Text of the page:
READ MORE...
Rooi Teve - To succeed, we have to care also for ourselves
Rooi Teve - To succeed, we have to care also for ourselves
Heather Jaber 

While it is common for activists and NGOs to focus on the needs of others, it’s also important to remember your own basic needs as an activist, said Rooi Teve, a participant of the latest Salzburg Global LGBT Forum, Strengthening Communities: LGBT Rights & Social Cohesion

Worldwide, LGBT activists have to navigate between working within or outside of the system, often facing threats from those in power. At the forum, Teve led a talk on the experience of exiled activists and strategies to deal with the repercussions.

Teve touched on the tendency of activists to sacrifice their own health, comfort, or happiness to achieve big goals. “Everything revolves around the big goal vision you have,” she said. “The big goal is important because we have big hearts and we want the world to be good and happy...but it seems like we are forgetting to include ourselves in that vision. We’re thinking that we're doing this for others, and we're not doing it for ourselves.”

The session was inspirational, said Teve, because of the richness of the participants’ narratives. “There’s something about being so personal and being so open with each other, and just really sharing,” she said, “not trying to push any agenda but really sharing as human beings what it’s like for us to be doing this. And it gives the sense that we're actually doing this together.”

Teve works as a professional translator and interpreter to translate human rights and activist discourse. She has also been a spokesperson for the LGBT organization in Russia, Coming Out.

To see the full interview, check out the clip below.


The Salzburg Global program Strengthening Communities: LGBT Rights & Social Cohesion is part of the Salzburg Global LGBT Forum. The list of our partners for Session 551 can be found here. For more information, please visit: www.salzburgglobal.org/go/551
READ MORE...
Klaus Mueller - We are a growing network to reach full equality now
Klaus Mueller - We are a growing network to reach full equality now
Heather Jaber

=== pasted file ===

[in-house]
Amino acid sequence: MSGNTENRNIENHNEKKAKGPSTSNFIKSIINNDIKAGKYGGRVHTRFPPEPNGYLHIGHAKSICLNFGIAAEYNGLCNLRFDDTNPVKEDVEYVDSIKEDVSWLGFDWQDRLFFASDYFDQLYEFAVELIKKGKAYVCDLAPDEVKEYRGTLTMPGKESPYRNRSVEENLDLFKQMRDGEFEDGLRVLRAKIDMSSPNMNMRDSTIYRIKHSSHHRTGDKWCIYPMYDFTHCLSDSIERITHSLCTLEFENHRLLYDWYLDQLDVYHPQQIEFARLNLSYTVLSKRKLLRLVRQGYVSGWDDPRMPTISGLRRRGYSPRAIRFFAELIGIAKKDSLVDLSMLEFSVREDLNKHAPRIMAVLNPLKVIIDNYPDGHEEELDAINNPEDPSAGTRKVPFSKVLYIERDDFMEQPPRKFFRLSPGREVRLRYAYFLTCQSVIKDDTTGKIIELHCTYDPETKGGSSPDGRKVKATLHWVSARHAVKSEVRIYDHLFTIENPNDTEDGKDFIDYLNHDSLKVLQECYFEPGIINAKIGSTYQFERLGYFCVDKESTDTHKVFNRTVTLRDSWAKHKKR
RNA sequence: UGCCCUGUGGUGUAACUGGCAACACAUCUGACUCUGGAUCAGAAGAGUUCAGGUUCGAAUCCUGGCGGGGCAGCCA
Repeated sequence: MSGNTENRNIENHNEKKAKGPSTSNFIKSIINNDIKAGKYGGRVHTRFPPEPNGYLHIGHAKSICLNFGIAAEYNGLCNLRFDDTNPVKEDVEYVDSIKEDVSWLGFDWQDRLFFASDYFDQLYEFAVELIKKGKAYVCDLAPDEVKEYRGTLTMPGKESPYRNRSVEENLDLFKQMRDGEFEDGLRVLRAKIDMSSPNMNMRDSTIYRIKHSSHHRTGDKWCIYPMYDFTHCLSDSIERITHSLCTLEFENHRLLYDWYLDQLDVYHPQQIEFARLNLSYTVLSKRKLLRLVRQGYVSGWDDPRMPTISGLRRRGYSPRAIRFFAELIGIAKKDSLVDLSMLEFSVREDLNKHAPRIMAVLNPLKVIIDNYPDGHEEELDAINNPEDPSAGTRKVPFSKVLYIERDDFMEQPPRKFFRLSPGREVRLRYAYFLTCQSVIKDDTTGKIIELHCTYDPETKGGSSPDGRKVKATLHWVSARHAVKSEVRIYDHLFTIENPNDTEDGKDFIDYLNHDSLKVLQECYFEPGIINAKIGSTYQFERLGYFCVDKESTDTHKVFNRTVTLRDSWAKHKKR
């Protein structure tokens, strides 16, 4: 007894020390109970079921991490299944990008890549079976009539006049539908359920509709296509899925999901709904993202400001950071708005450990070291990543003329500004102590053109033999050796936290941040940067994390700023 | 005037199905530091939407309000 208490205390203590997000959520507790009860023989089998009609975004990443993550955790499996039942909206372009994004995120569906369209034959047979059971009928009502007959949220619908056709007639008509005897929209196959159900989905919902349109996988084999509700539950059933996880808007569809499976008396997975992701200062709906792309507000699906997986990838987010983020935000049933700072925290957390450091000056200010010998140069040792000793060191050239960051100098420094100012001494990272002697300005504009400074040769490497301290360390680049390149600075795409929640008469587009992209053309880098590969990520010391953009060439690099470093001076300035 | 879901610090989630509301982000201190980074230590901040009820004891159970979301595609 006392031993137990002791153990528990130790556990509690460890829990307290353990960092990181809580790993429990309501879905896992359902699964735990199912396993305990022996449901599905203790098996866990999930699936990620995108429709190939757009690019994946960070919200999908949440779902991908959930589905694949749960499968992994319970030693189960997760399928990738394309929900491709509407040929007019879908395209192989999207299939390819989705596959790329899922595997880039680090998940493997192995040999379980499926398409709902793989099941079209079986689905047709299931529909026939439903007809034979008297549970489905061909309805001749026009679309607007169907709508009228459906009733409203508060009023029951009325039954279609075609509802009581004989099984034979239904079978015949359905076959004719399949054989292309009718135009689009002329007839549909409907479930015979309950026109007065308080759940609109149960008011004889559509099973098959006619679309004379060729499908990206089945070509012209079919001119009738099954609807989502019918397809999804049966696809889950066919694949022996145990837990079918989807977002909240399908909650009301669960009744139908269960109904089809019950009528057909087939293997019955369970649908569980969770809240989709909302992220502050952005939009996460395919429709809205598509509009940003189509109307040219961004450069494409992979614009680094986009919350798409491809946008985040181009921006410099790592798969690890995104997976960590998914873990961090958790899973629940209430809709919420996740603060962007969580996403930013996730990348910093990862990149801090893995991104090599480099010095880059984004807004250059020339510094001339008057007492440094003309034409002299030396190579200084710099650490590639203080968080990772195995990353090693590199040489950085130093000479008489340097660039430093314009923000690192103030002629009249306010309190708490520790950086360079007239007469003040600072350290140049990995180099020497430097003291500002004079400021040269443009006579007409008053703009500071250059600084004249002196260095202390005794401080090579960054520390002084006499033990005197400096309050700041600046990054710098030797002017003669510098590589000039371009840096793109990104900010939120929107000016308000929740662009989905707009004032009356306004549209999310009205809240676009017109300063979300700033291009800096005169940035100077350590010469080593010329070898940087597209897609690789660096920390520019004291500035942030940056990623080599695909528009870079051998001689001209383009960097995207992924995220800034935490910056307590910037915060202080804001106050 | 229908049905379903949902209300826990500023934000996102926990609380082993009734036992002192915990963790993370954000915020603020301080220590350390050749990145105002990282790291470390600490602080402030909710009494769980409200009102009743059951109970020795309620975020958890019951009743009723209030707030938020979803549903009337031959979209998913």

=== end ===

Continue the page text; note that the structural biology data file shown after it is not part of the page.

In an increasingly globalized world, both rapid progress and severe backlashes in the human rights situation of LGBT people are apparent, said Klaus Mueller, founder and chair of the Salzburg Global LGBT Forum. To understand and contextualize these changes, a global perspective is needed. The Forum was established to bring leaders from political, legal, artistic, cultural, and religious backgrounds together and advance LGBT human rights across the world. Mueller founded the Forum with the inaugural Forum meeting in 2013. The most recent gathering, under the theme of 'Strengthening Communities: LGBT Rights & Social Cohesion', took place in June 2015. “We are a growing global network with the explicit goal to advance LGBT human rights around the world in all aspects of life and to reach full equality now” said Mueller. He emphasized that the Global LGBT Forum today has members from 54 countries.  Mueller explained that the Forum is a personal network of trust that is slowly expanding and  developing into a long-term network to exchange expertise and life experiences. “The Forum is really guided by many voices, and I think that is necessary in a global conversation."   "What we do right now is that we connect on many different layers,” said Mueller. “We connect to governments, we connect to cultural new developments, we connect to religious communities, and I think that's the only way how real change can happen.” Not only do leaders come together to discuss rights issues, said Mueller, but regain energy, a sense of community and a shared understanding of the importance of their work. “We often get people who come and think what they do is not really that important, whereas all of us think that’s amazing what they're doing,” he said. “So we create a space in which we actually understand that these are the leaders to move forward on basic human rights around the world. And when they leave, they have the energy to continue and deepen their mission.” Mueller (www.kmlink.net) is an international consultant for museums, foundations, and NGOs and has been working on LGBT human rights for many years. He is an author, independent film maker (Paragraph 175) and exhibition curator, with exhibitions on the Nazi persecutions of homosexuals in the Netherlands, South Africa, and Germany. He is working as the European Representative of the United States Holocaust Memorial Museum and consulted the Holocaust Museum on the inclusion of related materials in its permanent exhibition. He is also chair of Salzburg Global’s Holocaust Education and Genocide Prevention Initiative. For the full interview, check out the clip below.